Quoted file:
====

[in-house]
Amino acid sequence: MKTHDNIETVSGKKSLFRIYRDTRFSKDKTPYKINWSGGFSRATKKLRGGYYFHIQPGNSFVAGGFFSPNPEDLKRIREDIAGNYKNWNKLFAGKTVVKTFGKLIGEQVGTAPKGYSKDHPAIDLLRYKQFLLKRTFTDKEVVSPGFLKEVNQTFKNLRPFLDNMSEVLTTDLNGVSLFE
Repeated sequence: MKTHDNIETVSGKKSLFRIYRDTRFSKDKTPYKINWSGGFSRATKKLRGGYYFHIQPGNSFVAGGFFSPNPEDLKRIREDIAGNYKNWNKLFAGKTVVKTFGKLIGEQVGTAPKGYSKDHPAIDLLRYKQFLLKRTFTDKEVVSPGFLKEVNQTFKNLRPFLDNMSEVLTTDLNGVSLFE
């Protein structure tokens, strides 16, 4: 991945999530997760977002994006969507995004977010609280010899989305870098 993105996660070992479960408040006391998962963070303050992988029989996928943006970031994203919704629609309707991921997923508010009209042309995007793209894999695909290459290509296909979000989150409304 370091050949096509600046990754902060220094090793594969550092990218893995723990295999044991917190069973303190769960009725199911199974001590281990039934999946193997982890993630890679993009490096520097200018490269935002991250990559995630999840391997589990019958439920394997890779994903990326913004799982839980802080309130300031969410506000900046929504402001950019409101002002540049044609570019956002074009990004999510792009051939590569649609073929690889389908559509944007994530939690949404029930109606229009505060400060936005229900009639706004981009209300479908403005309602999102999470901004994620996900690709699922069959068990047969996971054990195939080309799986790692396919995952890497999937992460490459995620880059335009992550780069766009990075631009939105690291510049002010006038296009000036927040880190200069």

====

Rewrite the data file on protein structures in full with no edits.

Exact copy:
[in-house]
Amino acid sequence: MKTHDNIETVSGKKSLFRIYRDTRFSKDKTPYKINWSGGFSRATKKLRGGYYFHIQPGNSFVAGGFFSPNPEDLKRIREDIAGNYKNWNKLFAGKTVVKTFGKLIGEQVGTAPKGYSKDHPAIDLLRYKQFLLKRTFTDKEVVSPGFLKEVNQTFKNLRPFLDNMSEVLTTDLNGVSLFE
Repeated sequence: MKTHDNIETVSGKKSLFRIYRDTRFSKDKTPYKINWSGGFSRATKKLRGGYYFHIQPGNSFVAGGFFSPNPEDLKRIREDIAGNYKNWNKLFAGKTVVKTFGKLIGEQVGTAPKGYSKDHPAIDLLRYKQFLLKRTFTDKEVVSPGFLKEVNQTFKNLRPFLDNMSEVLTTDLNGVSLFE
């Protein structure tokens, strides 16, 4: 991945999530997760977002994006969507995004977010609280010899989305870098 993105996660070992479960408040006391998962963070303050992988029989996928943006970031994203919704629609309707991921997923508010009209042309995007793209894999695909290459290509296909979000989150409304 370091050949096509600046990754902060220094090793594969550092990218893995723990295999044991917190069973303190769960009725199911199974001590281990039934999946193997982890993630890679993009490096520097200018490269935002991250990559995630999840391997589990019958439920394997890779994903990326913004799982839980802080309130300031969410506000900046929504402001950019409101002002540049044609570019956002074009990004999510792009051939590569649609073929690889389908559509944007994530939690949404029930109606229009505060400060936005229900009639706004981009209300479908403005309602999102999470901004994620996900690709699922069959068990047969996971054990195939080309799986790692396919995952890497999937992460490459995620880059335009992550780069766009990075631009939105690291510049002010006038296009000036927040880190200069």